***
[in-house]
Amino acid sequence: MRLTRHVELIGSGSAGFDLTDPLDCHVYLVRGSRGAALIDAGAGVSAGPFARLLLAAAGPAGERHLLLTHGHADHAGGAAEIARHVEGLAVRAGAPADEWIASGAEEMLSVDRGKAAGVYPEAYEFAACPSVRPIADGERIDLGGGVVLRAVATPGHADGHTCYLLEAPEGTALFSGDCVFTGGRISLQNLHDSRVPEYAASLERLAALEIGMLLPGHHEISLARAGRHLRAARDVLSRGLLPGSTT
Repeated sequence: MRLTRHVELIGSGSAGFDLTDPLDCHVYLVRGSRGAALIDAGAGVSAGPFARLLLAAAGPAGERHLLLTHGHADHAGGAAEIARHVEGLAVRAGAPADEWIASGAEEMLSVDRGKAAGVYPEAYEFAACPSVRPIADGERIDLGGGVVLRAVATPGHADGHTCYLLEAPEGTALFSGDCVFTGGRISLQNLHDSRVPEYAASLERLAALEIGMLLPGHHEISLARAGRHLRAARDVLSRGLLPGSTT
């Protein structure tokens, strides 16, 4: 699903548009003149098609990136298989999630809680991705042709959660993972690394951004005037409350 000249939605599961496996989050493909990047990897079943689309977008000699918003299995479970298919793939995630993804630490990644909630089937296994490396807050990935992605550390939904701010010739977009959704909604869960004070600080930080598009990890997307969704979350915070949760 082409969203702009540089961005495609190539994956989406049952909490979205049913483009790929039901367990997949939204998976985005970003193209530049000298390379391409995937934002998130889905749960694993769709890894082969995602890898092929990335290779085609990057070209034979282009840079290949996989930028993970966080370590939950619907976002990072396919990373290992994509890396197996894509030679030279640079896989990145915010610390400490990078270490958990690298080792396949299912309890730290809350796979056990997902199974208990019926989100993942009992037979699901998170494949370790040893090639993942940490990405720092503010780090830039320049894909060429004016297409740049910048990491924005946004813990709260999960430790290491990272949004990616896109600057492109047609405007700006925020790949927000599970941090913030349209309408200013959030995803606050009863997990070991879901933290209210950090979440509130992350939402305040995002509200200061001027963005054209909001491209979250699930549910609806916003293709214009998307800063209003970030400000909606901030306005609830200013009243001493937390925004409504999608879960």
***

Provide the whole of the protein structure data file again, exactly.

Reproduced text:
[in-house]
Amino acid sequence: MRLTRHVELIGSGSAGFDLTDPLDCHVYLVRGSRGAALIDAGAGVSAGPFARLLLAAAGPAGERHLLLTHGHADHAGGAAEIARHVEGLAVRAGAPADEWIASGAEEMLSVDRGKAAGVYPEAYEFAACPSVRPIADGERIDLGGGVVLRAVATPGHADGHTCYLLEAPEGTALFSGDCVFTGGRISLQNLHDSRVPEYAASLERLAALEIGMLLPGHHEISLARAGRHLRAARDVLSRGLLPGSTT
Repeated sequence: MRLTRHVELIGSGSAGFDLTDPLDCHVYLVRGSRGAALIDAGAGVSAGPFARLLLAAAGPAGERHLLLTHGHADHAGGAAEIARHVEGLAVRAGAPADEWIASGAEEMLSVDRGKAAGVYPEAYEFAACPSVRPIADGERIDLGGGVVLRAVATPGHADGHTCYLLEAPEGTALFSGDCVFTGGRISLQNLHDSRVPEYAASLERLAALEIGMLLPGHHEISLARAGRHLRAARDVLSRGLLPGSTT
């Protein structure tokens, strides 16, 4: 699903548009003149098609990136298989999630809680991705042709959660993972690394951004005037409350 000249939605599961496996989050493909990047990897079943689309977008000699918003299995479970298919793939995630993804630490990644909630089937296994490396807050990935992605550390939904701010010739977009959704909604869960004070600080930080598009990890997307969704979350915070949760 082409969203702009540089961005495609190539994956989406049952909490979205049913483009790929039901367990997949939204998976985005970003193209530049000298390379391409995937934002998130889905749960694993769709890894082969995602890898092929990335290779085609990057070209034979282009840079290949996989930028993970966080370590939950619907976002990072396919990373290992994509890396197996894509030679030279640079896989990145915010610390400490990078270490958990690298080792396949299912309890730290809350796979056990997902199974208990019926989100993942009992037979699901998170494949370790040893090639993942940490990405720092503010780090830039320049894909060429004016297409740049910048990491924005946004813990709260999960430790290491990272949004990616896109600057492109047609405007700006925020790949927000599970941090913030349209309408200013959030995803606050009863997990070991879901933290209210950090979440509130992350939402305040995002509200200061001027963005054209909001491209979250699930549910609806916003293709214009998307800063209003970030400000909606901030306005609830200013009243001493937390925004409504999608879960």